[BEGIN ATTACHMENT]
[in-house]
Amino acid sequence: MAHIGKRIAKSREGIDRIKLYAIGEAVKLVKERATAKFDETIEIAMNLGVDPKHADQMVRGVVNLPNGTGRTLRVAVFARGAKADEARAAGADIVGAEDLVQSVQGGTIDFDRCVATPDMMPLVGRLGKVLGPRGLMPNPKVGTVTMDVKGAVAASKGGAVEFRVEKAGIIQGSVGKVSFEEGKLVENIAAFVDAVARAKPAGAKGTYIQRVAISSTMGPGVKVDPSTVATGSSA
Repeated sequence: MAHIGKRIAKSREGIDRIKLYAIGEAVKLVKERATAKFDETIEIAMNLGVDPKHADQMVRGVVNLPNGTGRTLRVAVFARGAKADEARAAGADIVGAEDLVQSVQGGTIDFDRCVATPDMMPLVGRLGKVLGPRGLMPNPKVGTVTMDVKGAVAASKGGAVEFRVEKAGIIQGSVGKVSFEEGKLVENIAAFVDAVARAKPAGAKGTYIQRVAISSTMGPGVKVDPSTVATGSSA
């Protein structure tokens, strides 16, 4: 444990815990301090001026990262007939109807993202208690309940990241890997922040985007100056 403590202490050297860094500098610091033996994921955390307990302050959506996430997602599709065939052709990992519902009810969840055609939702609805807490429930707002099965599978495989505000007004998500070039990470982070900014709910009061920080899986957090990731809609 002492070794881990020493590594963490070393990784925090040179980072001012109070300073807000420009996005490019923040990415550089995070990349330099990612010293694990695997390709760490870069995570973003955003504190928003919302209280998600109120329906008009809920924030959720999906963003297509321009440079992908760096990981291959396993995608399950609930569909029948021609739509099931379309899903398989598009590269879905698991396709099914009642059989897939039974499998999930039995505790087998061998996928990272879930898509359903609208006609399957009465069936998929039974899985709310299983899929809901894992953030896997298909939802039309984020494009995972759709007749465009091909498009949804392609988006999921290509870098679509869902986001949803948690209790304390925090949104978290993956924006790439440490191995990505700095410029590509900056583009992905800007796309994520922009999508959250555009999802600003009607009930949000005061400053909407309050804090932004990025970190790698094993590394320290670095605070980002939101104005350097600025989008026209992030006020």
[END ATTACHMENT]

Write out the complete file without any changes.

[in-house]
Amino acid sequence: MAHIGKRIAKSREGIDRIKLYAIGEAVKLVKERATAKFDETIEIAMNLGVDPKHADQMVRGVVNLPNGTGRTLRVAVFARGAKADEARAAGADIVGAEDLVQSVQGGTIDFDRCVATPDMMPLVGRLGKVLGPRGLMPNPKVGTVTMDVKGAVAASKGGAVEFRVEKAGIIQGSVGKVSFEEGKLVENIAAFVDAVARAKPAGAKGTYIQRVAISSTMGPGVKVDPSTVATGSSA
Repeated sequence: MAHIGKRIAKSREGIDRIKLYAIGEAVKLVKERATAKFDETIEIAMNLGVDPKHADQMVRGVVNLPNGTGRTLRVAVFARGAKADEARAAGADIVGAEDLVQSVQGGTIDFDRCVATPDMMPLVGRLGKVLGPRGLMPNPKVGTVTMDVKGAVAASKGGAVEFRVEKAGIIQGSVGKVSFEEGKLVENIAAFVDAVARAKPAGAKGTYIQRVAISSTMGPGVKVDPSTVATGSSA
């Protein structure tokens, strides 16, 4: 444990815990301090001026990262007939109807993202208690309940990241890997922040985007100056 403590202490050297860094500098610091033996994921955390307990302050959506996430997602599709065939052709990992519902009810969840055609939702609805807490429930707002099965599978495989505000007004998500070039990470982070900014709910009061920080899986957090990731809609 002492070794881990020493590594963490070393990784925090040179980072001012109070300073807000420009996005490019923040990415550089995070990349330099990612010293694990695997390709760490870069995570973003955003504190928003919302209280998600109120329906008009809920924030959720999906963003297509321009440079992908760096990981291959396993995608399950609930569909029948021609739509099931379309899903398989598009590269879905698991396709099914009642059989897939039974499998999930039995505790087998061998996928990272879930898509359903609208006609399957009465069936998929039974899985709310299983899929809901894992953030896997298909939802039309984020494009995972759709007749465009091909498009949804392609988006999921290509870098679509869902986001949803948690209790304390925090949104978290993956924006790439440490191995990505700095410029590509900056583009992905800007796309994520922009999508959250555009999802600003009607009930949000005061400053909407309050804090932004990025970190790698094993590394320290670095605070980002939101104005350097600025989008026209992030006020």